I don't know if there is a video of someone doing seed stitch or not. But I can tell you how you can do it yourself so you can see how it is done. Put an odd number of stitches on your needle. I suggest only a few, like 7 maybe. Knit the first stitch, purl the next and repeat that sequence across. One thing that is important to remember when going from a knit to a purl is that you must move the yarn between the needles to front and back between each stitch. You must have the yarn in back when you knit and in front when you purl. If you forget to move it back and forth, it will make a mess. (Been there, done that. )
Work those 7 stitches k, p, k, p, k, p, k. Then turn to begin the next row. Since you knit the last stitch, the first stitch that faces you in the new row will look like a purl, knit it. (That is what they mean when they say knit the purl stitches.) Work this second row exactly as you worked the first row. K, p, k, p, k, p, k. With an odd number of stitches you will always begin with a knit and go in k1, p1 sequence across the row and you will be putting the knits over the purls and the purls over the knits.
As you do this small practice piece, use your powers of observation to notice what a purl looks like (the 1st stitch on the second and every following row, and every other stitch after that). The purl has a little bump right under the loop that goes over the needle. The knit stitches look different (the 2nd stitch on that second row, and every other stitch following that stitch). They have like a little vee under the loop on the needle. You will always knit the purls and purl the knits. In other words if you see the "purl" bump you knit the stitch. If you see the "knit" vee, you will purl the stitch.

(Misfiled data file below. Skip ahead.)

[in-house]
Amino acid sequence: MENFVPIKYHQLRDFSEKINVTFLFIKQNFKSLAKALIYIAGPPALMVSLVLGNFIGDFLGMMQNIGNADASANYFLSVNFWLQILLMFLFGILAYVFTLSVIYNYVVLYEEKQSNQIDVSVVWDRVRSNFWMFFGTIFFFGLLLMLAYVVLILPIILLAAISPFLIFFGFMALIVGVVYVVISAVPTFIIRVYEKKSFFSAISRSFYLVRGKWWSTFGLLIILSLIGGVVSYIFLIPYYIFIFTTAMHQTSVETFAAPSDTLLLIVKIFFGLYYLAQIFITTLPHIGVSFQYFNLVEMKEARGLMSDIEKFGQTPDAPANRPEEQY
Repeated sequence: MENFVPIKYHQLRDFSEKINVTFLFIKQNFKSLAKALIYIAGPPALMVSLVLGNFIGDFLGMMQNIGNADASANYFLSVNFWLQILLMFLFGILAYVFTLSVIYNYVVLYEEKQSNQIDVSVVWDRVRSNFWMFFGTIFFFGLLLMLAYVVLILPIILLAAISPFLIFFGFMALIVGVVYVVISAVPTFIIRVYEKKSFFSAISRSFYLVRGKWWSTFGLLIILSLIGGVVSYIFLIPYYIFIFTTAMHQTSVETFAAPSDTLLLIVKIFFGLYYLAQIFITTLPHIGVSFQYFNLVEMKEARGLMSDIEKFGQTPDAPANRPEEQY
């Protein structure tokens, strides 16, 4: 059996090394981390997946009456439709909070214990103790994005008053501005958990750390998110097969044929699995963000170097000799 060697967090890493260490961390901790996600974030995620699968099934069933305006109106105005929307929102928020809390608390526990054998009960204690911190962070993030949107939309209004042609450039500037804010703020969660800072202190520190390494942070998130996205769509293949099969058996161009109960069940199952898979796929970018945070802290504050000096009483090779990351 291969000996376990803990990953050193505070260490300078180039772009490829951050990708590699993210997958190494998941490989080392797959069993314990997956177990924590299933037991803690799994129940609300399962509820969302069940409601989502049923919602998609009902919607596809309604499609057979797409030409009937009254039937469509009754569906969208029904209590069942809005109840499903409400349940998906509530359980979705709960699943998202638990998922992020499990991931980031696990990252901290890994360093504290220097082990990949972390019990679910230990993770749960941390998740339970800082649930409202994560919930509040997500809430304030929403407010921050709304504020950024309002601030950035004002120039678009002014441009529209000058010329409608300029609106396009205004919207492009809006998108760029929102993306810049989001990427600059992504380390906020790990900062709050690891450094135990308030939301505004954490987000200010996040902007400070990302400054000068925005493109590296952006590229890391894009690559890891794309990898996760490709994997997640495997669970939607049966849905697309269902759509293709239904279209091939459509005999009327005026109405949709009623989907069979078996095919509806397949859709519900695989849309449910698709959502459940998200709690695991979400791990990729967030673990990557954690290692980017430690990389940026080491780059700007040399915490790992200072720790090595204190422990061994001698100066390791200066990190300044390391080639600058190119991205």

If you were doing regular K1, P1 ribbing your would create it by always knitting the knits and purling the purls. It is really helpful to learn to identify the knits and purls from the way they present themselves on the left hand needle, ready to be worked. I described that above. Once you learn that, you can do seed stitch with an odd or even number of stitchs and just always knit the purls and purl the knits, without bothering to count or anything. The same for ribbing. You knit the knits and purl the purls to get the ribbing.
Use careful observation and you'll learn it quickly. I hope that helps.